In the classic Robert Heinlein sci-fi novel Stranger in a Strange Land, the Martian protagonist was unable to “grok” (thoroughly understand) certain aspects of human behavior. Now, like an organization of befuddled extraterrestrials, the GOP seems to be incapable of “grokking” women’s rights.
John McCain recently said that women should avoid military service until the current military sexual misconduct crisis is solved. The GOP’s neanderthal roots are clearly showing, when one of its former candidates for president advocates punishing the innocent to protect the guilty.
Another Republican presidential candidate, Rick Santorum, said that women who find themselves pregnant after being raped should “make the best out of a bad situation.” Asked by CNN’s Piers Morgan what he would do if his own daughter approached him, wanting an abortion after having been raped, Santorum said that he would urge her to have the baby, because it was a “gift from God.”
During a recent hearing on his anti-abortion proposal, Arizona Rep. Trent Franks said that he’s opposed to an exception for rape and incest victims because “the incidence of rape resulting in pregnancy are [sic] very low.” This sounds suspiciously like Todd Akin’s famous (or infamous) remark about women’s bodies somehow “knowing” not to get pregnant in cases of “legitimate rape.” Thus, if a woman gets pregnant she must be lying about having been raped.
Individual Republicans have clearly been trying to shift the blame from the rapists to their victims, while the party works long and hard to deny victims of rape and incest the right to legally abort their pregnancies. One of the ways to accomplish this is to give rape victims a very narrow window of time (Franks mentioned a minuscule 48 hours) to report what happened to the authorities. Ironically, this is also the way some Tennessee Republicans want to treat abused livestock!
Tennessee’s Andy Holt, R-Dresden, a hog farmer and one of the recent “ag-gag” bill sponsors, worked to ban long-term investigations of animal cruelty by requiring investigators to turn videos over to police within a narrow window of time. In an email to Kayci McLeod, public policy coordinator at The Humane Society of the United States, Holt seemed to equate long-term, in-depth criminal investigations of animal abusers with the “rape” of the guilty parties:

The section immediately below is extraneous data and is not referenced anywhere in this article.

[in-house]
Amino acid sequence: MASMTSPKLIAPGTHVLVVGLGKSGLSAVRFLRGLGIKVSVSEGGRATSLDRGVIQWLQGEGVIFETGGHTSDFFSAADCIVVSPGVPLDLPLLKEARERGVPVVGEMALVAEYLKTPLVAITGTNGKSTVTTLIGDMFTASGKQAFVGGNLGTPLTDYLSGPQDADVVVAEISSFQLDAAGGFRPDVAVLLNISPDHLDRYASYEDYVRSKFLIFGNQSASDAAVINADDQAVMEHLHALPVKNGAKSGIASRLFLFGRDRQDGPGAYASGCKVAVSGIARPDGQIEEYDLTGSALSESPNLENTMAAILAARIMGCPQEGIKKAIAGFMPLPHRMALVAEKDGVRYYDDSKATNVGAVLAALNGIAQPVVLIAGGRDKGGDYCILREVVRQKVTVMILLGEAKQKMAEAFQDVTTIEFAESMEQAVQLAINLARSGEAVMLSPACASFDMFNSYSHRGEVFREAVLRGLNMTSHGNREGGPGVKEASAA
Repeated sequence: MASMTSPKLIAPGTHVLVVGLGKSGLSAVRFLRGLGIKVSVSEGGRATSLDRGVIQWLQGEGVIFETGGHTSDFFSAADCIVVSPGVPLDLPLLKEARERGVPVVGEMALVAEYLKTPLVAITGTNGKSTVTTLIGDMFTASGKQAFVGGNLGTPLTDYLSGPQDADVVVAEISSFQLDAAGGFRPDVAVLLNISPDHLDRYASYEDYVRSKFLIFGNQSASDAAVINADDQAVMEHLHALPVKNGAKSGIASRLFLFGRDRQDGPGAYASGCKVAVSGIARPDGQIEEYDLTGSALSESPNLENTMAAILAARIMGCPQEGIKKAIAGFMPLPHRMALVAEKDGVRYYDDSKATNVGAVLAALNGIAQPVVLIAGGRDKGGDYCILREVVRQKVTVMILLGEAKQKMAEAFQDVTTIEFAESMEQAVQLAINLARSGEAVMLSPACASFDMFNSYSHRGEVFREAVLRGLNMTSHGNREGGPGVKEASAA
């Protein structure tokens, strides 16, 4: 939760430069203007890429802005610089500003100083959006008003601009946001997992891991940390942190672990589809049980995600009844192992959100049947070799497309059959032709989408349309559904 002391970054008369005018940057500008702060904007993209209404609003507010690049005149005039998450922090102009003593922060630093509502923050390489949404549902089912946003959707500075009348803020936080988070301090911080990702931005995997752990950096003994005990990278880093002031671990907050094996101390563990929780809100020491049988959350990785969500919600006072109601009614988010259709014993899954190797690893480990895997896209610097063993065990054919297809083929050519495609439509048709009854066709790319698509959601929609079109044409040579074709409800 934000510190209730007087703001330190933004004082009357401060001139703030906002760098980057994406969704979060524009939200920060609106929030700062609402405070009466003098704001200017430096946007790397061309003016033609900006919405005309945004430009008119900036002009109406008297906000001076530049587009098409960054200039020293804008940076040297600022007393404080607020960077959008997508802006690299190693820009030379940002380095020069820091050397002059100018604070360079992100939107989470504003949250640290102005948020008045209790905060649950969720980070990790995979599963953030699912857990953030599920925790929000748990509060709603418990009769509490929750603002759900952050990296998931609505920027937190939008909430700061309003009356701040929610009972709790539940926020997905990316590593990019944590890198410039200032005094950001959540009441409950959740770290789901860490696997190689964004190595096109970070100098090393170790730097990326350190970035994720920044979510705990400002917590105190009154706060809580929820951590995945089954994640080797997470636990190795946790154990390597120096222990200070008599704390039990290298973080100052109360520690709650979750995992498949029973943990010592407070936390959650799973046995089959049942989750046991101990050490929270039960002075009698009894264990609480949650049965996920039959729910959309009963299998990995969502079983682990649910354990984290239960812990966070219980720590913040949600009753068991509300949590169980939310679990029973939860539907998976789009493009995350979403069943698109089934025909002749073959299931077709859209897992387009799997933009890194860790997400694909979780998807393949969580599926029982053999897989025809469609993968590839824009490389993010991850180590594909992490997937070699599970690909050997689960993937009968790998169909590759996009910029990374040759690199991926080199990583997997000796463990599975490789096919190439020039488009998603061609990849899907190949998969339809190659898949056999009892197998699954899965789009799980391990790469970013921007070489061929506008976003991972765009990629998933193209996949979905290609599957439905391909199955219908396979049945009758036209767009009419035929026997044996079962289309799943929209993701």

“Ms. McLeod, I am extremely pleased that we were able to pass HB 1191 today to help protect livestock in Tennessee from suffering months of needless investigation that propagandist groups of radical animal activists, like your fraudulent and reprehensibly disgusting organization of maligned animal abuse profiteering corporatists, who are intent on using animals the same way human-traffickers use 17-year-old women. You work for a pathetic excuse for an organization and a pathetic group of sensationalists who seek to profit from animal abuse. I am glad, as an aside, that we have limited your preferred fund-raising methods here in the state of Tennessee; a method that I refer to as “tape and rape.” Best wishes for the failure of your organization and it’s true intent.”
Influential members of the GOP have adopted the attitude that long-term, in-depth investigations of rape and animal abuse are somehow “unfair” to men. Raped women are being lumped together with abused animals, in what one might call a “slush pile of injustice.” The rules are being rigged to protect the guilty by shifting the blame to the innocent, while narrowing the window of time the victims’ would-be defenders have to come to their aid. Before long, a young girl who’s a victim of rape or incest may have only one of two desperate choices: to risk her life, health and future to bear a baby she doesn’t want, or risk her life, health and future by going to some unprofessional butcher for a back-alley abortion. That is, unless we stop voting for Republicans until they come to their senses.
Michael R. Burch is a Nashville-based editor and publisher of Holocaust poetry and other “things literary” at www.thehypertexts.com.